Artesyn Technologies and Astec Power, a business of Emerson, have formed a coalition of power supply and semiconductor manufacturers to develop and support a new communications standard defining an open architecture for power systems control. The digital protocol, referred to as “Power Management Bus” or PMBus, will be implemented over the industry-standard I2C serial bus.
The founding group is composed of companies from both the power supply and semiconductor industries. In addition to the power supply manufacturers Artesyn and Astec, semiconductor participants include Intersil Corp., Microchip Technology Inc., Texas Instruments, Volterra Semiconductor, Summit Microelectronics and Zilker Labs Inc.
Bharat Shah, VP marketing-DC-DC Products for Emerson Network Power’s Astec Power division, said, “Having a truly open standard communication protocol is a must for industry-wide acceptance of digital architectures, and Astec Power is delighted to be a part of this working group.”
The proliferation of different supply voltages across the pc board, in combination with varying device requirements for supply sequencing, tracking, margining and monitoring, is making board- and system-level power management increasingly complex. As a result, many of the on-board dc-dc converters are being redesigned to incorporate programming, control and real-time monitoring functions that were not previously included in the converters. This trend is shaping the development of both isolated and nonisolated converters. The PMbus digital protocol is intended to establish an open, industry-standard communication format to support future power converter products.
While there are existing products and emerging solutions for power system management, the PMbus digital protocol addresses the desire of OEM customers to have open standards that result in multi-sourced products. An open standard could allow OEM customers to continue to design their power systems using discrete components (i.e., embedded converter designs built around PWM controller ICs) or turnkey converter solutions (i.e., off-the-shelf, dc-dc converter modules). Once the new protocol is adopted, the OEM will be able to control all compliant dc-dc converters using the same set of commands, without the need for proprietary silicon or software interfaces.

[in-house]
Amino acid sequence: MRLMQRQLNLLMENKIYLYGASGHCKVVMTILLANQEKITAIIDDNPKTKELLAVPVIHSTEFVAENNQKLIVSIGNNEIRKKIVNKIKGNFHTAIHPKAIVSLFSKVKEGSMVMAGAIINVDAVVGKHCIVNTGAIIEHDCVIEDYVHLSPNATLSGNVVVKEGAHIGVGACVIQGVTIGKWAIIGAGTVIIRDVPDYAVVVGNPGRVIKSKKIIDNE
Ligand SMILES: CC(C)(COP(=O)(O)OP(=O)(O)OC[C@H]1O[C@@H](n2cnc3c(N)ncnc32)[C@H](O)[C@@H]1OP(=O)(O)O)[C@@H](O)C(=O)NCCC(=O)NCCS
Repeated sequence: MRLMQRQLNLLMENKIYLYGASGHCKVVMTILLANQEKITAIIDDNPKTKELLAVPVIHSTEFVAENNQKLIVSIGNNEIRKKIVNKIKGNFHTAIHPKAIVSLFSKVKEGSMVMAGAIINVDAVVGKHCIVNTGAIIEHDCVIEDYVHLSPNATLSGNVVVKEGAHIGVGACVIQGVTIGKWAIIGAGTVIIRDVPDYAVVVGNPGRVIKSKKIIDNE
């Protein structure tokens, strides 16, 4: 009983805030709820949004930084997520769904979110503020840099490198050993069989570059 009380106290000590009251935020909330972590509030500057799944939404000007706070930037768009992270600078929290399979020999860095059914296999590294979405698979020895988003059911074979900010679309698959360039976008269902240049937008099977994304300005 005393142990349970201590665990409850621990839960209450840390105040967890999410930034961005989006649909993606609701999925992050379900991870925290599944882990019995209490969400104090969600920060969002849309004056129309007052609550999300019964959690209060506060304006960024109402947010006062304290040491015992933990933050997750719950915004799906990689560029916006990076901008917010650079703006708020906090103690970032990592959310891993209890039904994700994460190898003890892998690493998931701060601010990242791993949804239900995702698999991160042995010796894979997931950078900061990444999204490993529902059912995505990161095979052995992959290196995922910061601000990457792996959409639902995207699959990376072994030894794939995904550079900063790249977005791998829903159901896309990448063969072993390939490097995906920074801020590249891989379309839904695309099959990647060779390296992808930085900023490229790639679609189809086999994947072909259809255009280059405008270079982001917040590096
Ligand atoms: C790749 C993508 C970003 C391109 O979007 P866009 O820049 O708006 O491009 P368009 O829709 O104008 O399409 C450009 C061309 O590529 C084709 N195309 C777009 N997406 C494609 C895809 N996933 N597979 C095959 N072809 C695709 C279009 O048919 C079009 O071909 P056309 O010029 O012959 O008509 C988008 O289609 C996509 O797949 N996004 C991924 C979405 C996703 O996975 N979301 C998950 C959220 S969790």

Though the protocol will establish a common command set for configuring, controlling and monitoring dc-dc converters, it will not dictate how those commands are generated. For example, if the intent was simply to perform margining of the point-of-load voltages in production, the necessary control signals could be generated by existing automated test equipment. On the converter end, there will need to be some form of digital control within the converter. That control might be implemented as an analog PWM controller with some type of microcontroller performing supervisory functions or perhaps as a fully digital PWM controller. In addition, it’s likely that each converter will require some nonvolatile memory on board to store setup and other information.
The PMbus digital protocol will encourage continued product innovation by removing a primary barrier—the lack of a communications standard among power converters and power ICs from different vendors. The protocol will be scalable, initially allowing for the control of more than 100 converters. The first revision of the PMbus digital protocol specification is now in the final stages of completion. The details will be released within the next 45 days and will be circulated to the industry for review and further comments.
Products implementing the new protocol will not be far behind. According to Todd Hendrix, VP of Worldwide Marketing at Artesyn, his company expects to demo converter products using the PMBus protocol by the end of this year, with sampling of such products to follow in Q1 of next year. These products are expected to reach production in Q2.
An overview of the new power management protocol was recently presented at the Darnell Group’s Digital Power Forum 2004 held in San Jose, California in the paper “Considerations For A Power System Management Protocol,” by Robert V. White, staff engineer in the Artesyn R&D group.
This paper is available in the Digital Power Forum proceedings, which may be ordered on the web at digitalpower.darnell.com/digitalpower/.